HEAT 107 - Blazers 100 Recap

January 9 – Most people imagined the LeBron James, Dwyane Wade and Chris Bosh would be doing the bulk of the team’s scoring. But nobody could have imagined they’d shoulder this much of the offense.

In the HEAT’s 107-100 overtime victory over the Portland Trail Blazers, in which they needed a 9-2 run in the final 1:39 of regulation to force overtime. James (44 points) and Wade (34) combined for 78 points, or 72.8 percent of the total offense, setting a franchise record for being the first pair to go 40-30 in a game. Add Bosh’s 18, and the three were responsible for at least 89.7 percent – not including assists – of Miami’s total offense, the rest of the team scoring 11.

“We have the big moment, big light players that love nothing more than this type of environment, these type of games,” Erik Spoelstra said.

Against a resilient Portland team, one that’s always been a tough out on their home floor, the HEAT needed every last ounce those three could offer.

With the Blazers keeping the HEAT off balance with a smattering of zone and creating the most trouble on the offensive glass since the Memphis Grizzlies over a month ago, Miami found itself down seven in the final minutes despite shooting well above 50 percent for most of the night. But though Portland had scored on five-straight possessions during that stretch, they were relying primarily on tough shots out of a Wes Matthews, LaMarcus Aldridge two-man game that the HEAT were defending better each time down the floor.

For most teams, trading buckets has not been a sustainable strategy in the late game against Miami’s offensive talent, and for the Blazers, who have been no strangers to giving up fourth-quarter runs the past two seasons, the trend continued. Both Aldridge and Matthews missed well-covered shots the following two possessions and the HEAT maintained their relentless counterattack off the stops.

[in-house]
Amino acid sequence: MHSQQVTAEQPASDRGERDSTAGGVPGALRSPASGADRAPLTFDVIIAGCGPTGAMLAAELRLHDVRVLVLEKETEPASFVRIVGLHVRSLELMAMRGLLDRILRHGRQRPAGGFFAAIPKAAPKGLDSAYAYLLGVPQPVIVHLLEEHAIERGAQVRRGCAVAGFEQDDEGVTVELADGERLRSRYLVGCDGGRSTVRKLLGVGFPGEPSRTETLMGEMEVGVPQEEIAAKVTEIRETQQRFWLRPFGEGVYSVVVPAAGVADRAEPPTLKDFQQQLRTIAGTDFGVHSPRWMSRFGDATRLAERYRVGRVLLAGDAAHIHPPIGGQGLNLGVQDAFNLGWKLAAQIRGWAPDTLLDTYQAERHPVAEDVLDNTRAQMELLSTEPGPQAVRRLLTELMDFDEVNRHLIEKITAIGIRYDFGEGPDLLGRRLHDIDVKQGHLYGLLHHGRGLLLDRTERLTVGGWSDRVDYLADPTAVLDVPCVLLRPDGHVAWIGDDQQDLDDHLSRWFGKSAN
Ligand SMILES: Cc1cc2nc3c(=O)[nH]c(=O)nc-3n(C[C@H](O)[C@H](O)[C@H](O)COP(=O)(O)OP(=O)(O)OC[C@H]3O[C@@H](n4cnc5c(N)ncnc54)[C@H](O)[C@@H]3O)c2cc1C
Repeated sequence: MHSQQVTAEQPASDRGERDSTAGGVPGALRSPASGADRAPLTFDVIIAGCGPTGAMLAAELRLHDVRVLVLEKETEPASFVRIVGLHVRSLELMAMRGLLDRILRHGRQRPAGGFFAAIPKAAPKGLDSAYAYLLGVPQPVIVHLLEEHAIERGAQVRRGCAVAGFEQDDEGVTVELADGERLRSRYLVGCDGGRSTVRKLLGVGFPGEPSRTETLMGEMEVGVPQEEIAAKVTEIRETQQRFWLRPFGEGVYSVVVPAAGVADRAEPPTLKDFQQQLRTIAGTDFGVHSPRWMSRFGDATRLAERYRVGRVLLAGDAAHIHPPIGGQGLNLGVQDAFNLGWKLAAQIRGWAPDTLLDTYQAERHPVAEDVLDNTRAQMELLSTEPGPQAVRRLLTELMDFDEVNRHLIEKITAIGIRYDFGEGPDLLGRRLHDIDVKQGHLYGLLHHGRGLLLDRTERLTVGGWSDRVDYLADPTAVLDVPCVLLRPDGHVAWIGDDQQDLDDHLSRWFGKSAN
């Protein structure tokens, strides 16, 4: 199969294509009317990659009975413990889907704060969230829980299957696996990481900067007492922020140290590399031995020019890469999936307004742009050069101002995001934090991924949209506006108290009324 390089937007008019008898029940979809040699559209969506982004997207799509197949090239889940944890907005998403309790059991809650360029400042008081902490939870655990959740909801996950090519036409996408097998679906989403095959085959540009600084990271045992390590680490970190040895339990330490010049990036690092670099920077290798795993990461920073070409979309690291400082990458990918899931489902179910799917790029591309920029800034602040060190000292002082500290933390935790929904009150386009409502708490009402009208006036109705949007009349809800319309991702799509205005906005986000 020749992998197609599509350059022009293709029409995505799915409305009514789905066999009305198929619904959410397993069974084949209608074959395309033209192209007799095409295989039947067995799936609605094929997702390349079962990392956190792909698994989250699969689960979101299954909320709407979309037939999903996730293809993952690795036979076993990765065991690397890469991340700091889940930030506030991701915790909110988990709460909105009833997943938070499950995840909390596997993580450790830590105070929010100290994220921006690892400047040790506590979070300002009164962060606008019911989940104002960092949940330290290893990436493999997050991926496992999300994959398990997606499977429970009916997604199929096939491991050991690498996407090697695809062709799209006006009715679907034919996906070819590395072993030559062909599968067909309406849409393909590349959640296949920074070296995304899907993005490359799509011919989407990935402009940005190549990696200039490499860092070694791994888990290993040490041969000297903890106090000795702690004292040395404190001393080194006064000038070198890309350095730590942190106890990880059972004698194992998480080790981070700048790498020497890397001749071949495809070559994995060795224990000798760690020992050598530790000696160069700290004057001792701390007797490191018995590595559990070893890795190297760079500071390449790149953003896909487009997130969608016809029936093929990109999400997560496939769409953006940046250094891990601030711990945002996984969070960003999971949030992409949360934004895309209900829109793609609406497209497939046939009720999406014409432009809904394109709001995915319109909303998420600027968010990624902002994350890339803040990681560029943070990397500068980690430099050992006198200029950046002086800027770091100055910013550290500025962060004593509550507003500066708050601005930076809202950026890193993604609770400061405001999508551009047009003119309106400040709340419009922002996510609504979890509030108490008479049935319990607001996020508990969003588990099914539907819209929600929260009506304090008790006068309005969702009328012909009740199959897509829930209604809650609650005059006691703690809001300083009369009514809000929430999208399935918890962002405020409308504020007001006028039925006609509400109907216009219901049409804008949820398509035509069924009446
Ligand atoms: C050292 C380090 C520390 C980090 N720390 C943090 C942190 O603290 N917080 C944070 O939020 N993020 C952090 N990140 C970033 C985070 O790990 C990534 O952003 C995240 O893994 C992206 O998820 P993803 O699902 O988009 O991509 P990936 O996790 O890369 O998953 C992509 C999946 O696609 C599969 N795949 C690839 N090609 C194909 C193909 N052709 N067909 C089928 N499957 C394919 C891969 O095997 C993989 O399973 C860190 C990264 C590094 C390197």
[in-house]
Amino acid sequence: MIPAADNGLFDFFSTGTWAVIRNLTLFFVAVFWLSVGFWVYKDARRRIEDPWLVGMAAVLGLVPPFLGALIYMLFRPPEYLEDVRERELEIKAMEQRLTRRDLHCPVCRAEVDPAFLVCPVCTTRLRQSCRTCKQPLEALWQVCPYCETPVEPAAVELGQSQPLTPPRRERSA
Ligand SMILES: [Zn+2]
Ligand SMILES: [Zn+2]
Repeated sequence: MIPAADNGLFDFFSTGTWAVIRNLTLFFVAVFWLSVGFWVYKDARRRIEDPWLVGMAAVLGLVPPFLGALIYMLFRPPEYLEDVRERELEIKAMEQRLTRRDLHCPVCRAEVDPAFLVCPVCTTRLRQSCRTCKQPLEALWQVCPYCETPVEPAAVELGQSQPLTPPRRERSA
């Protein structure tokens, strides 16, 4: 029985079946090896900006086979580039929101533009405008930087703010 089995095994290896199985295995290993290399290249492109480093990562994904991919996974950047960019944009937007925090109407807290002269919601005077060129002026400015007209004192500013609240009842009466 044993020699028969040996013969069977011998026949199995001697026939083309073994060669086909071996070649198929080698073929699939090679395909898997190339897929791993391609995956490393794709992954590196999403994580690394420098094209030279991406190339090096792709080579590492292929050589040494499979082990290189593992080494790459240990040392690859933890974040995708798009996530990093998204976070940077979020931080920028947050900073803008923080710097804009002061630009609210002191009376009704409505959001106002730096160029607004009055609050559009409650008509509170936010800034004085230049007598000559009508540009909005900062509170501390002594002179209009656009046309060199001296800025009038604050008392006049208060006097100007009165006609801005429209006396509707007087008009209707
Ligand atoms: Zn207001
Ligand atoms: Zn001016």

“We’ve developed habits defensively where we feel like we can get three or four straight stops in a row, and that gives you confidence,” Spoelstra said.

“There wasn’t any panic in the huddle.”

The Blazers still had the opportunity to win, holding the ball with barely over 24 seconds to play in a tie game. But with all the momentum on Miami’s side by that point and the defense swarming, the best they could muster was a pair of jumpers from Andre Miller.

Overtime was, if not a formality, a familiar story. Miami had turned everything in its favor with the necessary stops and talent took that energy to the bank. Wade began the extra period with a crossover-to-pullup jumper, Bosh hit a pair of smooth jumpers and James dropped in two triples that pocketed the victory.

A victory that, though all three were crucial to Miami’s ninth-straight win, belonged to James, whose 20 points in the fourth quarter and overtime left Portland falling back on its heels despite the best efforts of the lanky Nic Batum.

“He’s great,” Dwyane Wade said. “He’s a great player, and to be able to experience it in the same jersey is awesome.”

“No other way to say it than LeBron was sensational down the stretch, making all the great plays,” Spoelstra said.

Great plays they may not be able to reproduce game after game in a seven game series, in the way one imagines the perfect pick-and-roll run over and over, but specific plays that don't need to be part of a long-term game plan. Enough for a win, and yet another example in the laundry list of ways the HEAT can beat anyone.